An opinion poll last Sunday suggested that Marine le Pen’s National Front (FN) — campaigning on an anti-immigration and anti-Europe ticket — will garner the highest proportion of votes of any French party in May’s European elections.
The survey indicated that the FN will garner 23 per cent, ahead of the centre right UMP (21 per cent) and the governing Socialist Party (18 per cent). This translates into a record 17 seats — up from just three in 2009.
According to another poll, up to 55 per cent of students will consider voting for the FN.
Given the sharply declining public support for President Francois Hollande, which has crept up three percentage points since the revelations over his affair with actress Julie Gayet, it is not surprising to see his party trailing in third place. But this is the first time that the Front National has ever been ahead of the two main parties in the opinion polls.
It is indicative of the deep disenchantment in France over the perceived hegemony of Brussels, and the widespread fear that French culture and identity is being eroded by immigration.
Le Pen is confident that her party will gain “dozens” of council seats in the French municipal elections, to be held ahead of the European elections in March, although an opinion poll in mid-January suggested that the party would win only 9 per cent of the municipal vote.
Le Pen has worked hard to rid the party of the antisemitism and racism that characterised it under the leadership of her father, Jean-Marie le Pen. But she has only partially succeeded.
There have been a number of high profile defections by disaffected centrist and left-wing (often ex-Communist) members, and even black and Jewish supporters.
Initially attracted by a political discourse that has more in common with Ukip than the BNP, they were appalled to find that the “de-demonisation” of the party that Le Pen promised has failed to root out the vicious racism — largely focused on Muslims and Roma — that still thrives among its hardline members.
The FN may not do as well as opinions polls suggest.
A low turnout, as is likely, has historically been to its disadvantage.
And while one of Le Pen’s flagship policies — her only real economic policy — is to leave the monetary union, a French majority remains strongly attached to the euro.
Her father’s close relationship with the antisemitic comedian Dieudonné will have been an uncomfortable reminder to some potential swing voters that the party still contains elements considerably less attractive than its undeniably decorative leader.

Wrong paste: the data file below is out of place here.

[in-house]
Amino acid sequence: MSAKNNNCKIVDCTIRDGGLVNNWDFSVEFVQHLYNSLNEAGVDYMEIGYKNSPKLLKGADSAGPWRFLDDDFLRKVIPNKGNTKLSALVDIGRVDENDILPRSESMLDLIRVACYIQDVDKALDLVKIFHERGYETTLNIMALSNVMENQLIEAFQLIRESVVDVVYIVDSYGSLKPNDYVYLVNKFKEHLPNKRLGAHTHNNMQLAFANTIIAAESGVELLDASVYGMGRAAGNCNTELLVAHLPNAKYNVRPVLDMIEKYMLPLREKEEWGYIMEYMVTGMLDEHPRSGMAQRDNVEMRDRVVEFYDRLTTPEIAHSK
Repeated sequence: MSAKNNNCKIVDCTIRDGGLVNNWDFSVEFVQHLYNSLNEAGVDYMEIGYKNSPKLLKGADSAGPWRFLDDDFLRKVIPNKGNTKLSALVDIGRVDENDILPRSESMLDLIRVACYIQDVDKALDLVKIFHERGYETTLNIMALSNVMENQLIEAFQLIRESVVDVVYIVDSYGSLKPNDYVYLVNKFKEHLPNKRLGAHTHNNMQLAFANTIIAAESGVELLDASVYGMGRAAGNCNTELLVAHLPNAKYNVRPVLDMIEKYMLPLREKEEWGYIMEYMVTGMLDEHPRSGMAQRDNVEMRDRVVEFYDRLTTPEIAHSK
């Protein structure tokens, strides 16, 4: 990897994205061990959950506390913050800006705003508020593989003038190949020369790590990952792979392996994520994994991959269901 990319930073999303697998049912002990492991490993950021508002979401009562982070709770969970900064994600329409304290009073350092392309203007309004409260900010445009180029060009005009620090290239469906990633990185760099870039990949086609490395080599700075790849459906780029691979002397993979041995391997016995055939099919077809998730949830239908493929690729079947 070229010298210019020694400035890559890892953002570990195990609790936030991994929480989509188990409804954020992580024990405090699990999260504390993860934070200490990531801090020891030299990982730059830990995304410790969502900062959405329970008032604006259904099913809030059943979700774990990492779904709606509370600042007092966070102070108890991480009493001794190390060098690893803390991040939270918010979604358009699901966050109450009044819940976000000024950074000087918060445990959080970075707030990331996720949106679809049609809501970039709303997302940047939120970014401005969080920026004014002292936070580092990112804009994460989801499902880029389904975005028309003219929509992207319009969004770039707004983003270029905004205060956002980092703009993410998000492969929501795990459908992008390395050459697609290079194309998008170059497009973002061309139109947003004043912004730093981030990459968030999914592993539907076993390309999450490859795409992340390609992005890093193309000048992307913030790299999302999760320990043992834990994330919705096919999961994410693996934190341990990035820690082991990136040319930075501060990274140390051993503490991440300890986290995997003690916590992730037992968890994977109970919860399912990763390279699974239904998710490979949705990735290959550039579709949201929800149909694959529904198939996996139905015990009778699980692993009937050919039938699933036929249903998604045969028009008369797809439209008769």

The antisemitic Jobbik party is likely to retain its seats in May, but that result could be affected by the outcome of the national election in April, experts say.
The latest polls show Jobbik has at least 11 per cent support among decided voters. This would translate into two or three seats in the European Parliament. It currently holds three.
But analysts say support for extremist parties is unpredictable because supporters are hesitant to reveal their preferences before election day. In Hungary, 41 per cent of the electorate is undecided or uncommitted to a party.
In 2009, many were surprised when Jobbik won 15 per cent of the popular vote, says Péter Balázs, professor at Budapest’s Central European University.
Voters feel they can support extremist parties in European elections because “there is no direct political consequence of the choice of the voters,” he said. “It’s almost symbolic and sometimes compensation for the outcome of the national election.”
Jobbik’s influence in the next European parliament will be limited by its small size and extremism. Its MEPs are not members of an official political group, which means they have “less chance to speak and have an impact on the votes,” said Péter Krekó, of the Hungarian think-tank, Political Capital.
Jobbik’s two closest allies ideologically are the BNP, which does not belong to a group either, and Greece’s Golden Dawn, which does not have any MEPs.
Other right-wing parties are unlikely to embrace Jobbik because of its strong antisemitic and anti-Israeli stance.
Geert Wilders’s PVV party has become the strongest in the Netherlands, despite setbacks in the 2012 parliamentary elections.
Although PVV is best characterised as a populist anti-Europe party in the mould of Ukip and Alternative for Germany, Mr Wilders recently forged an alliance with Marine Le Pen’s National Front.
The PVV is predicted to increase its number of European Parliament seats from four to five in May.
Although Mr Wilders constantly emphasises his proximity to Israel, sceptics say this solidarity is based on his negative view of Muslims, which he appears to assume Israel shares.
The Five Star Movement is not a marginal force. It got over 25 per cent of the Italian vote in the national elections in February 2013, and the polls predict it will get between 20 and 24 per cent in the European elections (19-20 seats).